Photograph of the week: Sunset at Zion Canyon, Zion National Park, Utah Mountains


There are many wonderful places to hike in the world. But how many of them are painted in shades of vivid vermillion – from path to cliff to sky? Zion National Park in Utah, USA, proffers just such a vision. You have to see it to believe it.

Sunset, Zion Park, Utah Mountains

Zion National Park offers visitors some of the most scenic canyon country in the United States. With high plateaus – high enough to warrant one being called ‘Angels Landing’; a maze of sandstone canyons; waterfalls featuring colourful hanging gardens; one of the largest freestanding arches in the world; and a natural ‘Subway’ that makes modern, man-made versions look like child’s play, this natural playground is one for any self-respecting outdoors enthusiast’s bucket list.

Before Zion was a national park, it was Mukuntuweap National Monument, which translates as “straight canyon” or “straight arrow” (from the language of the Southern Paiute Indians, the original owners of this unique parcel of land). The straight canyon it refers to? Today that’s the main attraction of what would be designated Zion National Park on November 19, 1919.

Preserving 593 square kilometers (229 square miles) of a red rock landscape so stunning it looks like something off a Star Wars set, there are many reasons to be awestruck in Zion. Starting with the aforementioned Zion Canyon. Twenty-four kilometres (15 miles) long and up to 910 meters (3,000 feet) deep, hikers come from all over the world to follow in the footsteps of their forebears, who are said to have been traversing this land as far back as 6000 B.C. Those who are brave enough, will include Zion’s Angels Landing in their route – a 3.5 km (2.2 mile) hike declared by many as one of the most dangerous in the world. The payoff of the steep slog over shifting sand and slickrock, long drop offs and exposed edges? A view that is quite as breathtaking as the trail to get there. Towering over and into the Canyon, Angels Landing stands 454 metres (1,488 feet) above the Virgin River at its base, with views that take you down the Canyon and into tomorrow. (Note: the Park has improved safety in some of the exposed areas by constructing proper steps, paving some of the trail, and installing guard rails, but large sections of this hike are still dangerous and not to be undertaken lightly or carelessly.)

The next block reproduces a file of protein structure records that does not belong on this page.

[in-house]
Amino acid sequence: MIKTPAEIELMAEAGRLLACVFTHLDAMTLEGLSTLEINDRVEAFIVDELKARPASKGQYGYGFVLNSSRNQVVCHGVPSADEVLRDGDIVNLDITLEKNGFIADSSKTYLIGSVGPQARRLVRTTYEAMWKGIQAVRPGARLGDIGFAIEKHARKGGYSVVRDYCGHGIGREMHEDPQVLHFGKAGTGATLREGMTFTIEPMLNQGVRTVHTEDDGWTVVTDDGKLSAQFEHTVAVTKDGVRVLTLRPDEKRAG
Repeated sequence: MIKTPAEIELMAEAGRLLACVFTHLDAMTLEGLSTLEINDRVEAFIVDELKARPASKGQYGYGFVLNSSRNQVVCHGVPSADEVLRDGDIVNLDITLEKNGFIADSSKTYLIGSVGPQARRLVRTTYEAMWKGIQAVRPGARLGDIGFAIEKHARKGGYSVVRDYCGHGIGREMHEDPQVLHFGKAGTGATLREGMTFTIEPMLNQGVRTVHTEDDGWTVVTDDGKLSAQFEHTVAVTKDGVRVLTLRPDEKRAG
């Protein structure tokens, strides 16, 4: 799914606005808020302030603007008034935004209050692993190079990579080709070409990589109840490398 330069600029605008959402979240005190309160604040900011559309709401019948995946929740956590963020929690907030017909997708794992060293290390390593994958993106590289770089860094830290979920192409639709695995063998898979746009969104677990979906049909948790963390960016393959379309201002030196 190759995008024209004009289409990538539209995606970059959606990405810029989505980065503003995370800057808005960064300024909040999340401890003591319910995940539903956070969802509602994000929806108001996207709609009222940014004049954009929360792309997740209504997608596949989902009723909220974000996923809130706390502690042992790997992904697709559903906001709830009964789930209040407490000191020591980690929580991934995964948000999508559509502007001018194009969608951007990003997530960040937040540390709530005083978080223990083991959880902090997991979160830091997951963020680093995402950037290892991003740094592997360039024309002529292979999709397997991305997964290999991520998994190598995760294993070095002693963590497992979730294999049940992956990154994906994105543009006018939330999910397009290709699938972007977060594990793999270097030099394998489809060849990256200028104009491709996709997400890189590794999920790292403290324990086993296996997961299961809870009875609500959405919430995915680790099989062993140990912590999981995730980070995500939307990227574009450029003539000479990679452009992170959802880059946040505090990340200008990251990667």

For those not into risking life and limb for a view, there are plenty of other wonders to take your breath away within Zion. Easier hikes as well as motor routes within the Park offer spectacular 360-degree scenery. Indeed, the road that runs through Zion itself is both an engineering feat and a sight worth seeing in and of itself. When Zion first came on the radar of tourists, it was virtually inaccessible to visitors. To make exploration an option, construction began on a 40-kilometre (25-mile) stretch of road to connect Zion to the Grand Canyon and Bryce Canyon. Completed in 1930, the red-road Zion-Mt. Carmel Highway and Tunnel blends in with the surrounding landscape, and at one point even cuts through the vertical sandstone cliffs via a tunnel complete with windows to allow uninterrupted viewing.